Thursday, March 10, 2011

'Good' Cholesterol May Cut Colon Cancer Risk

Anti-inflammatory properties of HDL cholesterol may ward off cancer, researchers say.

Cutting "bad" cholesterol (Low-Density Lipoprotein) and increasing "good" cholesterol (High-Density Lipoprotein) already are known to reduce the risk for heart disease.

A new study suggests that high levels of "good" cholesterol may reduce the risk of colon cancer.

Researchers led by Dr. Bas Bueno-de-Mesquita of the National Institute for Public Health and the Environment in the Netherlands compared 1,238 people with colorectal cancer to 1,238 healthy people. Of those with cancer, 779 had colon cancer and 459 had rectal cancer.

The investigators found that those with the highest levels of HDL cholesterol and another blood fat called apolipoprotein A (apoA) had the least chance of developing colon cancer, but no impact was seen on rectal cancer.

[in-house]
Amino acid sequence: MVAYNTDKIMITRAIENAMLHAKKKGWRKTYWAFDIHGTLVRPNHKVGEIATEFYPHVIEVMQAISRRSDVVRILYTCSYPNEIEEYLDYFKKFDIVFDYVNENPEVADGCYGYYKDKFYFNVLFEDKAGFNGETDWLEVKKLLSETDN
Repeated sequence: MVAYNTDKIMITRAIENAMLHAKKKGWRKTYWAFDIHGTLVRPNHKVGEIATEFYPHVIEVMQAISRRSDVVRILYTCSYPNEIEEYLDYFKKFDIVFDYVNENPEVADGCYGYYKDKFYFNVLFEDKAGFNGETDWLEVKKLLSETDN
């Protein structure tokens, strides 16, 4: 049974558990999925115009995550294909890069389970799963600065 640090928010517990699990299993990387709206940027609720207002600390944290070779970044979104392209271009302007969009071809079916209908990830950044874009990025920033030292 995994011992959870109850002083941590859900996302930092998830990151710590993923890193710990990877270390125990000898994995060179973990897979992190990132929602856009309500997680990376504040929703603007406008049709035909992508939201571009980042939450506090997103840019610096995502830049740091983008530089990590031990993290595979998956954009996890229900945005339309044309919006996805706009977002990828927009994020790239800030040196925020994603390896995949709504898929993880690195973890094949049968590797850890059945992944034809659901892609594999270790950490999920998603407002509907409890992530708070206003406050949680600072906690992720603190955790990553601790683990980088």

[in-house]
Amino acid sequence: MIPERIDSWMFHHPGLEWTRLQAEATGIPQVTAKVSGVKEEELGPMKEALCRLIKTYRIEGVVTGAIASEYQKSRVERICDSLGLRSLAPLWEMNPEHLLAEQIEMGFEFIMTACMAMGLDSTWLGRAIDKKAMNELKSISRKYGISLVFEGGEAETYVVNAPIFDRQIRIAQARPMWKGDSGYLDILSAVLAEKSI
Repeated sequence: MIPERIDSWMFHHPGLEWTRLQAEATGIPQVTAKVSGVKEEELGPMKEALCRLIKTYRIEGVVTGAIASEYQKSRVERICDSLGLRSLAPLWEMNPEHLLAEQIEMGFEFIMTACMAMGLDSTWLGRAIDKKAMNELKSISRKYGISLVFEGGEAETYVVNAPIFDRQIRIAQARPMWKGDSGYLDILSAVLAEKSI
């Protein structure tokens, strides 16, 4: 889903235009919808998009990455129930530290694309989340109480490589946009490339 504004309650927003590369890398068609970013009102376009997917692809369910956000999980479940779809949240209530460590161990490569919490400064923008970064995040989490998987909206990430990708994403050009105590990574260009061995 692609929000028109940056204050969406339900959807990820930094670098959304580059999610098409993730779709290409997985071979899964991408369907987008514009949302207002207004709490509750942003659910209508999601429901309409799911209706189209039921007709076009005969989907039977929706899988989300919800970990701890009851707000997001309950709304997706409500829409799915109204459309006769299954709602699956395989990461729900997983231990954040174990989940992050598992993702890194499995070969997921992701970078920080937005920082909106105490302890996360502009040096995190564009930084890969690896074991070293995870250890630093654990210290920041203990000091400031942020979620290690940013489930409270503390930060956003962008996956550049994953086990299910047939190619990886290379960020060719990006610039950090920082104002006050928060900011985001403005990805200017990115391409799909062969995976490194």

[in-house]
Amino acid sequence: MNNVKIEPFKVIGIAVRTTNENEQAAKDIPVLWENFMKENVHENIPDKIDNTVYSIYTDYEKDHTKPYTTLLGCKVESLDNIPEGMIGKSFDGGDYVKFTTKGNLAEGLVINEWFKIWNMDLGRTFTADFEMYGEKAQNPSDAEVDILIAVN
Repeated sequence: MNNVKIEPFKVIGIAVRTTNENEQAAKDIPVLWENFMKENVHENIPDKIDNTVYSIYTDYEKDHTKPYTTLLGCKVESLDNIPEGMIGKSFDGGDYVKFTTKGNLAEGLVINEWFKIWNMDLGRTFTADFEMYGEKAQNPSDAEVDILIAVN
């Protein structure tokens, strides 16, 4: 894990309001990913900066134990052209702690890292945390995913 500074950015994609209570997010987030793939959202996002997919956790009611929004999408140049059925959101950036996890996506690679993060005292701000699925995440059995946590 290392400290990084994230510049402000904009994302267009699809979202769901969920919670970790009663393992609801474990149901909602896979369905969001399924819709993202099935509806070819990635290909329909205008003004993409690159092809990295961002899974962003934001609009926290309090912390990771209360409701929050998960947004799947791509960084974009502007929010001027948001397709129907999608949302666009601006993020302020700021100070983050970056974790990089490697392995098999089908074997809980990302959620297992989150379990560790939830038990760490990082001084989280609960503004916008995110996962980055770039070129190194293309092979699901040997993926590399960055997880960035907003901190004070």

This association was independent of some other markers in the blood that are related to the development of cancer including inflammation, insulin resistance and oxygen free radicals.

For each 16.6 mg/dL (0.41mmol/L) increase in HDL and 32 mg/dL increase in apoA, the risk of colon cancer was cut by 22 percent and 18 percent, respectively, Bueno-de-Mesquita's team found. No association was observed with the risk of rectal cancer.

The researchers speculate that HDL's anti-inflammatory properties may explain the finding, but say further research is needed to tease out the specific cause. They also acknowledged that the short follow-up period -- just 3.8 years -- is a limitation to their study.

Journal Reference

Van Duijnhoven et al. Blood lipid and lipoprotein concentrations and colorectal cancer risk in the European Prospective Investigation into Cancer and Nutrition. Gut, Published Online First: 7 March 2011

CLICK HERE for a layman friendly explanation of Colorectal Cancer by Ms Norsidawati Abdul Gani of Universiti Putra Malaysia

CLICK HERE for a clinical overview of cancer by Dr. Gerard Lim

Picture Credit: Metrohealth.Org

CLICK HERE for tips on raising your levels of HDL

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